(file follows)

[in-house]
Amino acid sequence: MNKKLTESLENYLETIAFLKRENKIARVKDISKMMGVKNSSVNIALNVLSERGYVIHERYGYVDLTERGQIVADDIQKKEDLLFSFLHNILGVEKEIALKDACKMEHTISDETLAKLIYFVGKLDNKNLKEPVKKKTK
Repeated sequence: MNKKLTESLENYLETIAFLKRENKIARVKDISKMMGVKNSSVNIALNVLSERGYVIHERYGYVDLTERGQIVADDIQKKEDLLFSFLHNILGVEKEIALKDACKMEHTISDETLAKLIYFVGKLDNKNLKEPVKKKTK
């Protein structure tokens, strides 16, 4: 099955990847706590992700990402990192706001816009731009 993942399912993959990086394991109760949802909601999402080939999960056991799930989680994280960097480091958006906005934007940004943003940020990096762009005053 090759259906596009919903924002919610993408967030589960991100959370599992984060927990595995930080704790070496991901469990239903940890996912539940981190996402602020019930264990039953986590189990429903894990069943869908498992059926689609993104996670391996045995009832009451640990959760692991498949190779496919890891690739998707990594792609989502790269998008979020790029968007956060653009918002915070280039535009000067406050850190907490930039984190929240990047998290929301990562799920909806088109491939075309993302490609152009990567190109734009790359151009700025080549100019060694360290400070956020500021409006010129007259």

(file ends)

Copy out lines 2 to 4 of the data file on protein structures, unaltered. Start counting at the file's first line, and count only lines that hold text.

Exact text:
Amino acid sequence: MNKKLTESLENYLETIAFLKRENKIARVKDISKMMGVKNSSVNIALNVLSERGYVIHERYGYVDLTERGQIVADDIQKKEDLLFSFLHNILGVEKEIALKDACKMEHTISDETLAKLIYFVGKLDNKNLKEPVKKKTK
Repeated sequence: MNKKLTESLENYLETIAFLKRENKIARVKDISKMMGVKNSSVNIALNVLSERGYVIHERYGYVDLTERGQIVADDIQKKEDLLFSFLHNILGVEKEIALKDACKMEHTISDETLAKLIYFVGKLDNKNLKEPVKKKTK
């Protein structure tokens, strides 16, 4: 099955990847706590992700990402990192706001816009731009 993942399912993959990086394991109760949802909601999402080939999960056991799930989680994280960097480091958006906005934007940004943003940020990096762009005053 090759259906596009919903924002919610993408967030589960991100959370599992984060927990595995930080704790070496991901469990239903940890996912539940981190996402602020019930264990039953986590189990429903894990069943869908498992059926689609993104996670391996045995009832009451640990959760692991498949190779496919890891690739998707990594792609989502790269998008979020790029968007956060653009918002915070280039535009000067406050850190907490930039984190929240990047998290929301990562799920909806088109491939075309993302490609152009990567190109734009790359151009700025080549100019060694360290400070956020500021409006010129007259």